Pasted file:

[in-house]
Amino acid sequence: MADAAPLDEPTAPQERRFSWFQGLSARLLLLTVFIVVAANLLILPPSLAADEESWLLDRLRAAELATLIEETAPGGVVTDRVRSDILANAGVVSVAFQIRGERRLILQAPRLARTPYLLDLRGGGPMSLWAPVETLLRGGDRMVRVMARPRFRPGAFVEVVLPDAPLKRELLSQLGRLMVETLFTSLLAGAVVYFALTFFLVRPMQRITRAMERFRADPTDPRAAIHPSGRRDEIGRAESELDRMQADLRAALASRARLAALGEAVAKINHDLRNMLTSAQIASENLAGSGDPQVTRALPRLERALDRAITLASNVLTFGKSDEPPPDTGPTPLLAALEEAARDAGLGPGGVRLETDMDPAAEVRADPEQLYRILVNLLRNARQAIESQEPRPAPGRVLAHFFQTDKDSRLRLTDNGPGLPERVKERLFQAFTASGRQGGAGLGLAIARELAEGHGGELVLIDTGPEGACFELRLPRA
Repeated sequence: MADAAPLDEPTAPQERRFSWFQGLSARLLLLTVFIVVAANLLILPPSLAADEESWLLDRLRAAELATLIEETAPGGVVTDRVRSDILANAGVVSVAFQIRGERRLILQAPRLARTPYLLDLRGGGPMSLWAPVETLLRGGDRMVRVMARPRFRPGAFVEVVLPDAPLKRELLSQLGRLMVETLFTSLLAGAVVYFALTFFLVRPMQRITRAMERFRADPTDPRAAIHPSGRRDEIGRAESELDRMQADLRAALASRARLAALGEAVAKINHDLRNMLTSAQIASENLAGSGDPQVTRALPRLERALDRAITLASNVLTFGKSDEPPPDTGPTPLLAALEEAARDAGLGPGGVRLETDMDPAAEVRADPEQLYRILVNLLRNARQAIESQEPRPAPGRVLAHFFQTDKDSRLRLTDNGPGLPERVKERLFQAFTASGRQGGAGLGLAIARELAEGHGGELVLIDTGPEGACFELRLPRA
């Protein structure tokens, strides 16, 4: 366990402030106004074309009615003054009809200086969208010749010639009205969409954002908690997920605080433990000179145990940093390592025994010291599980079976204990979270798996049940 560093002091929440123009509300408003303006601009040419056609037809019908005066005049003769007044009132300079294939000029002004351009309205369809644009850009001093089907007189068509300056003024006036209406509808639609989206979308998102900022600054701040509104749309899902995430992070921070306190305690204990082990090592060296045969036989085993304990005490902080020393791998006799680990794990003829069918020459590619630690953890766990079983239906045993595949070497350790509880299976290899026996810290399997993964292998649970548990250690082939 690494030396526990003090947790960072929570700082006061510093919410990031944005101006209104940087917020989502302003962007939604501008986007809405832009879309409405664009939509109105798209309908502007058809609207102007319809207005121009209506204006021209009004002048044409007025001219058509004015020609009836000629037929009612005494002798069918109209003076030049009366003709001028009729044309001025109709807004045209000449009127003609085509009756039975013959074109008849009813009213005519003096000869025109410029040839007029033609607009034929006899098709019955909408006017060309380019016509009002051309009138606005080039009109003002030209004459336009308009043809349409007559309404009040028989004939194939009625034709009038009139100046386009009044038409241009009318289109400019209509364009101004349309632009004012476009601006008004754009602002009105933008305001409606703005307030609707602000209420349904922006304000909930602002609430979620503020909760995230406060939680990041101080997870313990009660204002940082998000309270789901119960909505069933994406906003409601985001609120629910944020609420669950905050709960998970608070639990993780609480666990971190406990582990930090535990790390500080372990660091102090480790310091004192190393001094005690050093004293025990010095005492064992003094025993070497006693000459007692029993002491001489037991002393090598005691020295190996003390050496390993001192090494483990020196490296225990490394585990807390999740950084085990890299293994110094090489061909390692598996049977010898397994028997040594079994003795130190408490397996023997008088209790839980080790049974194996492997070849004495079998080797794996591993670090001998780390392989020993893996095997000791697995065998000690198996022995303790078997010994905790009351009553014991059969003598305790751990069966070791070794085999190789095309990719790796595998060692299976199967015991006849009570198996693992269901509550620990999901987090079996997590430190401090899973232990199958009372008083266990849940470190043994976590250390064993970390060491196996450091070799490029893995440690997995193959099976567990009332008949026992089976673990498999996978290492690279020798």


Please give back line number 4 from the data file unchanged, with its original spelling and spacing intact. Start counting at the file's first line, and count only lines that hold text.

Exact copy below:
């Protein structure tokens, strides 16, 4: 366990402030106004074309009615003054009809200086969208010749010639009205969409954002908690997920605080433990000179145990940093390592025994010291599980079976204990979270798996049940 560093002091929440123009509300408003303006601009040419056609037809019908005066005049003769007044009132300079294939000029002004351009309205369809644009850009001093089907007189068509300056003024006036209406509808639609989206979308998102900022600054701040509104749309899902995430992070921070306190305690204990082990090592060296045969036989085993304990005490902080020393791998006799680990794990003829069918020459590619630690953890766990079983239906045993595949070497350790509880299976290899026996810290399997993964292998649970548990250690082939 690494030396526990003090947790960072929570700082006061510093919410990031944005101006209104940087917020989502302003962007939604501008986007809405832009879309409405664009939509109105798209309908502007058809609207102007319809207005121009209506204006021209009004002048044409007025001219058509004015020609009836000629037929009612005494002798069918109209003076030049009366003709001028009729044309001025109709807004045209000449009127003609085509009756039975013959074109008849009813009213005519003096000869025109410029040839007029033609607009034929006899098709019955909408006017060309380019016509009002051309009138606005080039009109003002030209004459336009308009043809349409007559309404009040028989004939194939009625034709009038009139100046386009009044038409241009009318289109400019209509364009101004349309632009004012476009601006008004754009602002009105933008305001409606703005307030609707602000209420349904922006304000909930602002609430979620503020909760995230406060939680990041101080997870313990009660204002940082998000309270789901119960909505069933994406906003409601985001609120629910944020609420669950905050709960998970608070639990993780609480666990971190406990582990930090535990790390500080372990660091102090480790310091004192190393001094005690050093004293025990010095005492064992003094025993070497006693000459007692029993002491001489037991002393090598005691020295190996003390050496390993001192090494483990020196490296225990490394585990807390999740950084085990890299293994110094090489061909390692598996049977010898397994028997040594079994003795130190408490397996023997008088209790839980080790049974194996492997070849004495079998080797794996591993670090001998780390392989020993893996095997000791697995065998000690198996022995303790078997010994905790009351009553014991059969003598305790751990069966070791070794085999190789095309990719790796595998060692299976199967015991006849009570198996693992269901509550620990999901987090079996997590430190401090899973232990199958009372008083266990849940470190043994976590250390064993970390060491196996450091070799490029893995440690997995193959099976567990009332008949026992089976673990498999996978290492690279020798």